Pistol Whip is not a shooter in the traditional sense — you’re wielding a gun, but you use it in a way that combines shooters with rhythm games, mowing down enemies to the beat of the music. The more in time you are with the track, the higher your score. While it’s a well-worn comparison at this point, the game lands somewhere between a Beat Saber and Superhot hybrid, and definitely not in a bad way.
The game launched with 10 original tracks, but has since added a bunch more in free post-launch updates, such as the Mad Max-inspired ‘Full Throttle’ level, which you can see in the footage embedded above. If you’re looking for a shooter-rhythm game hybrid, then give Pistol Whip a shot.
Rebellion’s VR spin-off of its shooter series took a while to materialize, but the wait was well worth it. VR breathes new life into an aging formula with fantastic weapon handling that asks players to manually reload rifles and large levels that have you mixing up stealth with full-on firefights. Though Sniper Elite VR might be a fairly routine shooter by flatscreen standards, its full campaign makes it a refreshingly meaty Quest offering, and one of the best VR shooters.
If you’re looking for a competitive multiplayer shooter on Oculus Quest, then Onward has to be your pick. In his review, David dubbed Onward as the definitive military sim FPS — you play in 5v5 battles against other players online, with an array of weapons and three game modes to choose from. While it’s missing the visual fidelity and some of the custom features from the PC VR version of the game (many of which have been promised to arrive in a future update), it is still easily one of the best multiplayer VR games on the Quest. As David put it, “this should be in every Quest user’s library that enjoys shooters — hands down.”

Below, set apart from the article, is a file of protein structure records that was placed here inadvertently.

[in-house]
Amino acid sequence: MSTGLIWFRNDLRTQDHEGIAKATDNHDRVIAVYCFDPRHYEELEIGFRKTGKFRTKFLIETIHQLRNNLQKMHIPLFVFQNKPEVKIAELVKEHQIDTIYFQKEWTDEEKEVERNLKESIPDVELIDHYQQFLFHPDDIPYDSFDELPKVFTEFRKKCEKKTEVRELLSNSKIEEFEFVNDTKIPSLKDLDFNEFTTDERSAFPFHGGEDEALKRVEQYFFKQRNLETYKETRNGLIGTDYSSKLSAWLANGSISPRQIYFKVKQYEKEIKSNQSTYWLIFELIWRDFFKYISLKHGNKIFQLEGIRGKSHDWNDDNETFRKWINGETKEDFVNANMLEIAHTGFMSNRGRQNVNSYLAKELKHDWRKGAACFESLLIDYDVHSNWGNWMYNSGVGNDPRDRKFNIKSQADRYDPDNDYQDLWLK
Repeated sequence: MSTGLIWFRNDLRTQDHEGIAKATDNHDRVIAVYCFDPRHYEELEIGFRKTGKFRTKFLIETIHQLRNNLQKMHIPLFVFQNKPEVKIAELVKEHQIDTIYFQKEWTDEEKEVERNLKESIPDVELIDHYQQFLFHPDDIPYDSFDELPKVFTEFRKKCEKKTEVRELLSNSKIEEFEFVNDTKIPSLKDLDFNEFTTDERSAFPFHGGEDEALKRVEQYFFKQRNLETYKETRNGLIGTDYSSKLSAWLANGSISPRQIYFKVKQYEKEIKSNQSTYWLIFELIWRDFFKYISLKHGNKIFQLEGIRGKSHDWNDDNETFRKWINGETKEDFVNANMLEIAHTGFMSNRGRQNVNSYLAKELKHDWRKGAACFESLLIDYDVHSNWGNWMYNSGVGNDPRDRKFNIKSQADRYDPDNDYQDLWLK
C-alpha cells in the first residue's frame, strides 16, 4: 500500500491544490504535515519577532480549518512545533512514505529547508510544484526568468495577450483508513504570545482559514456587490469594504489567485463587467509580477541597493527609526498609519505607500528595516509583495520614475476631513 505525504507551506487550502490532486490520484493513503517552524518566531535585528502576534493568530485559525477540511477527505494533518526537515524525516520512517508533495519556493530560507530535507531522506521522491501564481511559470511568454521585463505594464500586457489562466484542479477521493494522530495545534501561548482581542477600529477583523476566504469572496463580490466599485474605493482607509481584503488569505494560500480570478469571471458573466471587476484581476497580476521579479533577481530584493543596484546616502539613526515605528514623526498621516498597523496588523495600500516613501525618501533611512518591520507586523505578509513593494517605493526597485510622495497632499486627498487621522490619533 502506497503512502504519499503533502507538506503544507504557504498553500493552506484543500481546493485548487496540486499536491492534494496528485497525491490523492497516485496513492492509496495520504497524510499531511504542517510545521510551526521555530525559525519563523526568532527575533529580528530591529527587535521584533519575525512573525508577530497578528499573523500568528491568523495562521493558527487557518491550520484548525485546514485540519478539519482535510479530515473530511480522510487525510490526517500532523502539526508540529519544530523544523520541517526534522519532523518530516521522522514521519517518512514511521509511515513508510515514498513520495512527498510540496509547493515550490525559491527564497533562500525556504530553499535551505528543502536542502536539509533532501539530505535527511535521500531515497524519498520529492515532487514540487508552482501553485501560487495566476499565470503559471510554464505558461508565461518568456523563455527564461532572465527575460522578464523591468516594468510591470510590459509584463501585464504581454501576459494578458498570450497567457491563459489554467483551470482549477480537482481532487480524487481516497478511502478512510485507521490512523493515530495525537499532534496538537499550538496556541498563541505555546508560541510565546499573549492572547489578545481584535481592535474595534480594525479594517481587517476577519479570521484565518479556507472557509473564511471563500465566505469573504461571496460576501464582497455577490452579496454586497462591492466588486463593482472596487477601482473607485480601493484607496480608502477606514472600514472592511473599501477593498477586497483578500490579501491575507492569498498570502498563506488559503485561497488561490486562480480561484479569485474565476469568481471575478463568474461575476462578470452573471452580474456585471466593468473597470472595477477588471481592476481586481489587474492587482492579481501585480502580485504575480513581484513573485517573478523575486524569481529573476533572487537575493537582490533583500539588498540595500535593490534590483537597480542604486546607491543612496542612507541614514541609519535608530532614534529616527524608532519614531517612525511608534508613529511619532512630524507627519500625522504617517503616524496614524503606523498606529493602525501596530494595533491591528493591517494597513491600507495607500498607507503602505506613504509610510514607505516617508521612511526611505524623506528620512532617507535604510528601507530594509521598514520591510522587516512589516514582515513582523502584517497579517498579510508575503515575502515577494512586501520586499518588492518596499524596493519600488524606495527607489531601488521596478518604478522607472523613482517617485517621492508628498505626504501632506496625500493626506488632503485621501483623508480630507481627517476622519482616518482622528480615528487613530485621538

As a survival game, shooting is only one part of the overall Saints & Sinners experience (and the game’s real joy is in its melee weapons). But Skydance Interactive’s physics-driven approach makes for some of the most interesting weapon handling you’ll find on Oculus Quest, with pistols that need to be properly steadied and two-handed weapons that can be a genuine handful if you don’t get the right process down. This makes raids on enemy camps and back-against-the-wall zombie shootouts unlike anything else you’ll find on the platform.
Superhot has found itself near the top of so many of our lists, but for good reason — the game is an innovative take on the FPS genre. While it’s fun on any VR platform, the Quest is undoubtledly the best headset to play the game on. The wireless freedom truly unlocks Superhot’s full potential — you can spin, bend and crouch your way out of sticky situations that culminate to make one of the most inventive and unique shooters in VR history.
This might not technically be a traditional shooter with enemies returning fire, but Resident Evil 4 VR still has some of the most satisfying and engaging gunplay you’ll find in all of VR. The Capcom classic has been turned into a full VR FPS with highly customizable controls. For our money, it’s best to turn off the laser sight and have an authentic experience trying to take careful aim. That makes it one of the best Oculus Quest 2 shooters.
VR has some great roguelite adventures, but only one of them is a full-blown shooter. Sweet Surrender boasts colorful FPS gameplay in which you fight your way through a metropolis full of deadly robots. A moreish core loop, active combat and great range of enemies make this one to keep coming back to, and its developers are promising plenty of free updates, too.